Why did 80,000 people in the Olympic Park boo George Osborne? Because that’s all the stadium holds.

It’s a good joke, it swept through Twitter like wildfire and I chortled along, but I nonetheless felt embarrassed and a little bit ashamed of the oddly hollow booing and hissing from the stands at the Olympics (though George surely should have seen what was a coming a mile off). A little bit more ‘succeed together, fail together’ might go a long way in the UK right now and irrespective of what policies our Chancellor (for whatever party colours he wears he is still “our” Chancellor) takes, a little bit of respect for the office wouldn’t be out of place. Ed Miliband’s ‘predistribution’ says more than a chorus of boos, and I still don’t know what that word means.

So it was with a similarly sunken heart that I read the numerous catcalls surrounding George Osborne’s visit to Scotland and speech to CBI Scotland, very few of which tackled head on the points that the Chancellor chose to make on his trip North. The New Statesman has a faintly fawning rundown of these points in a fine article today including:

What Osborne did point out (and rightly so) is that if the SNP wants a monetary union with the rest of the UK (Salmond having abandoned his promise to take Scotland into the euro) it becomes much harder for it to argue for fiscal and political independence. The existence of monetary union without complementary fiscal union being the principal cause of the eurozone imbroglio.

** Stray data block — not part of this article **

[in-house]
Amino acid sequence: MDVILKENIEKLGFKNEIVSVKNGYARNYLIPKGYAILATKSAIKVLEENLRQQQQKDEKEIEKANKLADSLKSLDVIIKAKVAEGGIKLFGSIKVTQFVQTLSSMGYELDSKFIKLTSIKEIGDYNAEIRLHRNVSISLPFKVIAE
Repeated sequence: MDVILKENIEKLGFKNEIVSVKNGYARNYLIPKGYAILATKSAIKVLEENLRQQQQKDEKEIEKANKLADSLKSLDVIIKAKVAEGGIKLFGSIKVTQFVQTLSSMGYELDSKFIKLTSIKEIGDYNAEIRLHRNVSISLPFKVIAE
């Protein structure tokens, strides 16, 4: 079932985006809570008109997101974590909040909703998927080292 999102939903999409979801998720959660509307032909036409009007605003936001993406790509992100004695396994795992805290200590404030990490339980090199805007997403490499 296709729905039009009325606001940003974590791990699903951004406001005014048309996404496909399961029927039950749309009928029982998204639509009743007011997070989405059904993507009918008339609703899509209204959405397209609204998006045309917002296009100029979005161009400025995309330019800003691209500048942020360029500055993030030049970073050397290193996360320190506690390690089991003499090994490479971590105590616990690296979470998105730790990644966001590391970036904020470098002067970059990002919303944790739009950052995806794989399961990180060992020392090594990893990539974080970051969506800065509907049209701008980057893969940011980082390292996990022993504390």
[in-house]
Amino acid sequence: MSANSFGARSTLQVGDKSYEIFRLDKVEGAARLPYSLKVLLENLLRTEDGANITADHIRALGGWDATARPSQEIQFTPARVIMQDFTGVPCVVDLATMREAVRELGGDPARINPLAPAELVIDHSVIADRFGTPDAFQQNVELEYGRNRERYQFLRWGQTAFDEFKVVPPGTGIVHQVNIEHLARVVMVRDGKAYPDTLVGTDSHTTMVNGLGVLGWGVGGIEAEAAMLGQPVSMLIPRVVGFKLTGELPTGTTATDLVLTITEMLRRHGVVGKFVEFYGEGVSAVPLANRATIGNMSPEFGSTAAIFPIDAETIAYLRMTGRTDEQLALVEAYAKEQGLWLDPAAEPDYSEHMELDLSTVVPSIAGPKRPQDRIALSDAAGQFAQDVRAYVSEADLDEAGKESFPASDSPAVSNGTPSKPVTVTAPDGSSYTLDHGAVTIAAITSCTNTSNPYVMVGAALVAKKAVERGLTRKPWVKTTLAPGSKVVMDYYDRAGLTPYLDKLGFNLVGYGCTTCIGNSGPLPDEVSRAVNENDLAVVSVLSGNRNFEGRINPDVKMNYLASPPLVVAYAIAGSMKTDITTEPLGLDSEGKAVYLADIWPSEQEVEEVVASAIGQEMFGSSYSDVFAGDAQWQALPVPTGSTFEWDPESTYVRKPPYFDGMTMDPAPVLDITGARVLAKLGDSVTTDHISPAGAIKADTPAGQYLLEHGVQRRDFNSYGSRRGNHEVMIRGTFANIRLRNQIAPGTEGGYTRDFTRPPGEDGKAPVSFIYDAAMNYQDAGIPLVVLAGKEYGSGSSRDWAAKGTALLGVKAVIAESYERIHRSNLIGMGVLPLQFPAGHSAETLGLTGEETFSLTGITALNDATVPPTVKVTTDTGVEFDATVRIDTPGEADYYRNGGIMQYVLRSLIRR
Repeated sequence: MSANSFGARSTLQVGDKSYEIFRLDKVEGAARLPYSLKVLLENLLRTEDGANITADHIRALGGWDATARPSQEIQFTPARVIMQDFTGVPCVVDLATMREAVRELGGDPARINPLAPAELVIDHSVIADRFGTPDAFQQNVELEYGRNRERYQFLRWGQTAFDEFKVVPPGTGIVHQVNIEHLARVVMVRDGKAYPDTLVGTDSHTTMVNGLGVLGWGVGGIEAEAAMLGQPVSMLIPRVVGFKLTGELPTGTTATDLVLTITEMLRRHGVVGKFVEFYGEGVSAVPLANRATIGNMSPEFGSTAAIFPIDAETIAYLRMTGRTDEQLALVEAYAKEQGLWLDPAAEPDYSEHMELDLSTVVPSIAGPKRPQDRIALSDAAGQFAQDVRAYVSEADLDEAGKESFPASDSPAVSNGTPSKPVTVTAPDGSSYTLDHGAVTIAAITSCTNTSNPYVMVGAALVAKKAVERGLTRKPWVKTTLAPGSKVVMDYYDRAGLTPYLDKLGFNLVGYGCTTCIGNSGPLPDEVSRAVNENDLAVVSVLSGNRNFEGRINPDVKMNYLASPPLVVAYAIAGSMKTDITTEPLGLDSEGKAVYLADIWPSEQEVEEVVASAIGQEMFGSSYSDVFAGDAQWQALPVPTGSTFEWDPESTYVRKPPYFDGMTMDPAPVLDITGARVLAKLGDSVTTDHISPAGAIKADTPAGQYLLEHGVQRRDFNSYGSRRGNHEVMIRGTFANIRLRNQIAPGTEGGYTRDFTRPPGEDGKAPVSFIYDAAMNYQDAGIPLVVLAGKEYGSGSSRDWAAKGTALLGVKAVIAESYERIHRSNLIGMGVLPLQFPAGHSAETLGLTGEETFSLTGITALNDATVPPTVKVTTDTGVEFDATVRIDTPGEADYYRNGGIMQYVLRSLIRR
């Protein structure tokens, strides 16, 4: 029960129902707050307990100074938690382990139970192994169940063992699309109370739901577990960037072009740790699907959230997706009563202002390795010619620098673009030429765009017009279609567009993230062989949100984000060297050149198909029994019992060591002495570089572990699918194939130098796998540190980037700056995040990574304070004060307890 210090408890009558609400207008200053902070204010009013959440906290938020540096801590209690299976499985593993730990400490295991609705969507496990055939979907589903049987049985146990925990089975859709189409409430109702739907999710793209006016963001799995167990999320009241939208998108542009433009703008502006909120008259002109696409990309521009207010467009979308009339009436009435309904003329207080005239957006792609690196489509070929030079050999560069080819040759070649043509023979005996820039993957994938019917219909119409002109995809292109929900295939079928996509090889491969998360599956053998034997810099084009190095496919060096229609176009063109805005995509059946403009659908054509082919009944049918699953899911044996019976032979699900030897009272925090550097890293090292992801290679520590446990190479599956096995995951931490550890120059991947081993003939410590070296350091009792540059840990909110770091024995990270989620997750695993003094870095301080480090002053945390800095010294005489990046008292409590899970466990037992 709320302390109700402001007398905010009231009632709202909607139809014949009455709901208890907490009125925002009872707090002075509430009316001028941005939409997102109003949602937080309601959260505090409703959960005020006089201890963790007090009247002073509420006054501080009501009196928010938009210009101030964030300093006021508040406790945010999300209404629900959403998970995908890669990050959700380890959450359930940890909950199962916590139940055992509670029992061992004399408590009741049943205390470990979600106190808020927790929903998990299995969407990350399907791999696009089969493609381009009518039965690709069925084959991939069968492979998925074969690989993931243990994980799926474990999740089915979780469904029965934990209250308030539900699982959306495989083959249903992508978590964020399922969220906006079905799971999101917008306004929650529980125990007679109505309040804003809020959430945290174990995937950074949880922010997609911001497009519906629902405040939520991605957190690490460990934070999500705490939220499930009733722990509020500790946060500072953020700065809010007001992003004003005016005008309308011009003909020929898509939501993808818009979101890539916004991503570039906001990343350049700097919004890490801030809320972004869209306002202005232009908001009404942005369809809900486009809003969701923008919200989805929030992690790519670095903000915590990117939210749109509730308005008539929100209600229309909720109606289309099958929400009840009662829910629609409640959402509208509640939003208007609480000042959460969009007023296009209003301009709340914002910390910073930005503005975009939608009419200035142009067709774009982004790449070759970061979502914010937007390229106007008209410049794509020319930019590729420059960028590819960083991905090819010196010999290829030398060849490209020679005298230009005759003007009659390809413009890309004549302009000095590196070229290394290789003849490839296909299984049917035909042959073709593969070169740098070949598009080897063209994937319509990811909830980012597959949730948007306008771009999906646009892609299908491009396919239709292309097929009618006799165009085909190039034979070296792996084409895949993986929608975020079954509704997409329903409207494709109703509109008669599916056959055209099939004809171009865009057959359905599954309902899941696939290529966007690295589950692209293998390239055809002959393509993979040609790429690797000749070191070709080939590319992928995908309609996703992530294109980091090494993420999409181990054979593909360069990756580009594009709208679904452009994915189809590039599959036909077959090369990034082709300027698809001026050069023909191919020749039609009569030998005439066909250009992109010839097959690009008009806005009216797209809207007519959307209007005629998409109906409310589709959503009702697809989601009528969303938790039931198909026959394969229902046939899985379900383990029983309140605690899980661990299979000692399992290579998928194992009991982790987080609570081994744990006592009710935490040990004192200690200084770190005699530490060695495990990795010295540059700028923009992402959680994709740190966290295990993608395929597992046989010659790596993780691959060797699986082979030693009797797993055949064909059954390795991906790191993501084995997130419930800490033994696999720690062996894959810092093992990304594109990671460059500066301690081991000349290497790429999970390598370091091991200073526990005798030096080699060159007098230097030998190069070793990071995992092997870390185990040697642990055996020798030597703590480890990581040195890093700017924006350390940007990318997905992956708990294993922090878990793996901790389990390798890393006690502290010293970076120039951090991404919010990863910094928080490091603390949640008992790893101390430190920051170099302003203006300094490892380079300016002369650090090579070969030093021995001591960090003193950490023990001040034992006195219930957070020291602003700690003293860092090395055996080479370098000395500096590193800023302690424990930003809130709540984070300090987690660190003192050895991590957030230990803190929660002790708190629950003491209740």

Let’s be clear, rUK is not Germany and Scotland is not Greece. However, the SNP’s seemingly standard response to these regular points of crass ‘we’ll take no lessons…’ Tory-bashing is shabbily insufficient. A nation confident in itself does not rebuke others when challenged on their economic arrangements.

This is all unfortunate, as a cool-headed explanation of how things would work under independence should be straightforward. Monetary union without fiscal union across the UK is not necessarily a bad thing, despite many unionists seemingly believing they only have to mention the delinkage to win the argument. We are, after all, currently living the SNP’s future vision.

The Scottish economy’s fortunes are currently noticeably clearly intertwined with the rUK economy’s, making a mockery of the back-and-forth breast-beating between Governments over which is doing marginally better than the other (although, oddly, it is Scottish Labour that tends to do the coalition’s breast-beating for them).

You can think of this issue another way. Basically, if Scotland’s economy is expected to diverge so markedly from the rest of the United Kingdom’s, as Osborne and many other unionists seem to fear is going to happen, then surely separation is the only answer.

Of course, the reality is that Scotland and rUK’s economies are at low risk of being incompatible in the near, medium or even long term future. After all, what is Alex Salmond proposing – a low tax, fiscally conservative, light touch economy. It won’t be music to many Nats’ ears, but you’d struggle to fit too many Rizla papers between Osborne’s vision for the UK and the SNP’s apparent vision for Scotland.

So, the lesson for proponents of independence who think this fiscal/monetary union debate is a non-issue is this: you can’t boo Osborne and seek to run an economy seamlessly alongside his without looking like a little bit of an idiot.